Musings on the Depth of Beauty S-T-U

                                             S is for Sieh King King

Chinese immigrants brought their culture to San Francisco. 061655 China Tengchow. Shantung Province; Baptist Girls' school; left to right: Chang Ai Chin, Fan King Yuen, and Edith Kao (first graduates, c, 1898; print furnished to IMB by Missionary Anna Hartwell). Photographer: Unknown.

photo of traditional Chinese girls via moonfactsanddetails.com

It’s hard to imagine a braver young woman at the turn of the twentieth century than Sieh King King, who at seventeen, traveled from her hometown of Shanghai to further her education in the West. At eighteen, in 1902, she spoke at a theater in San Francisco. She had found her true calling as an activist for Chinese women’s rights. China at that time was sick and tired of losing to Western imperialists, and Sieh King King made the point that her country would be twice as strong against the invaders if it unleashed the power of half its population – namely women.  She ranted against the ancient, barbaric practices of foot binding, slavery and polygamy, arguing that modernizing China through reforms and education for everyone was the key to a stronger, independent nation.  On at least two occasions she spoke to enthusiastic crowds in San Francisco’s Chinatown, a scene I depict in The Depth of Beauty.  Sieh King King was an instrumental voice in Sun Yat-sen’s republican revolution.  In 1911, that movement ended two thousand years of imperial rule in China.

 

T is for Tong

Bloods, Crips, the Mafia …and tongs?  Every culture has its denizens of the dark, and in Chinatown, those underworld thugs, called “Highbinders” (after a 19th century New York City gang)belonged to secret societies known as tongs. Rising in the mid-nineteenth century as benevolent groups to help support and protect fellow immigrants, these brotherhoods eventually turned to illegal activities, like gambling and prostitution, to fill their coffers and increase their power.  Soon law-abiding Chinese residents had to pay through the nose for their so-called “protection.”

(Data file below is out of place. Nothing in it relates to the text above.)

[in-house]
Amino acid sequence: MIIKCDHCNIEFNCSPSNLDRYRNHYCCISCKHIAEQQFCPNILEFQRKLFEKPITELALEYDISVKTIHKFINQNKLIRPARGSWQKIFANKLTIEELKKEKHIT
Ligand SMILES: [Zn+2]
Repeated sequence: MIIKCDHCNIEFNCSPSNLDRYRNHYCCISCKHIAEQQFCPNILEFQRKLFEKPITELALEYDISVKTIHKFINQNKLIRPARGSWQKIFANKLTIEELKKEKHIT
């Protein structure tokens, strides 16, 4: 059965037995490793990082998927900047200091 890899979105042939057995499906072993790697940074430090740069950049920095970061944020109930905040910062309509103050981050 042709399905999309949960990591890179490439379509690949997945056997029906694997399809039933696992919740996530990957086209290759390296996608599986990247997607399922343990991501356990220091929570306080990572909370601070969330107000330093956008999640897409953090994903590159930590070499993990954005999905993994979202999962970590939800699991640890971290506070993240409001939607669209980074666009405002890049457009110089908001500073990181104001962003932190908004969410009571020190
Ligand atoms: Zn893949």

A Chinese Highbinder such as could be found in San Francisco. Photo via cardcow.com

A Chinese Highbinder. Photo via cardcow.com

Since there’s only so much vice to go around, turf wars sprang up between tongs, leading to the same kind of gang violence that exists today. Tongs lost much of their impact in San Francisco after the 1906 earthquake and fire.  There wasn’t much turf left to fight over, and the city’s law enforcement took the opportunity to crack down on tong exploitation.  Today most tongs once again fulfill the role of a benevolent association. In The Depth of Beauty, I even portray one tong leader as sort of … cool.

 

U is for U.S. Marine Hospital Service

The US Marine Hospital Service impacted the plague's progress in San Francisco.

emblem via ultimatehistoryproject.com

Ever wondered when the government started getting involved with our health care? At the end of the 18th century, President John Adams signed a law creating the U.S. Marine Hospital Service to help pay for the care of American sailors, merchant mariners, and Coast Guard members. Each sailor and marine paid a monthly tax to fund the hospitals; the money was turned over to U.S. Customs, which made it the first tax-supported, government-run medical program!  Since epidemics often started in port cities, the USMHS eventually expanded to manage large-scale quarantines. When the bubonic plague hit Chinatown in 1900, the agency sent doctors to determine how bad the threat was, and to help contain it.  Neither the Chinese residents nor the city’s white elites were happy about the Feds coming to town; they knew if word got out about the plague, shipping and tourism would suffer.  After a rocky start, Dr. Rupert Lee Blue stepped in to handle the outbreak.  The Depth of Beauty recounts the many measures—some of them drastic—he used to contain the disease.  Blue killed so many rats, in fact, that he became known as the “Pied Piper”! During his time in San Francisco, Blue’s agency was re-named the U.S. Public Health Service. In 1912, he was appointed Surgeon General of the United States.

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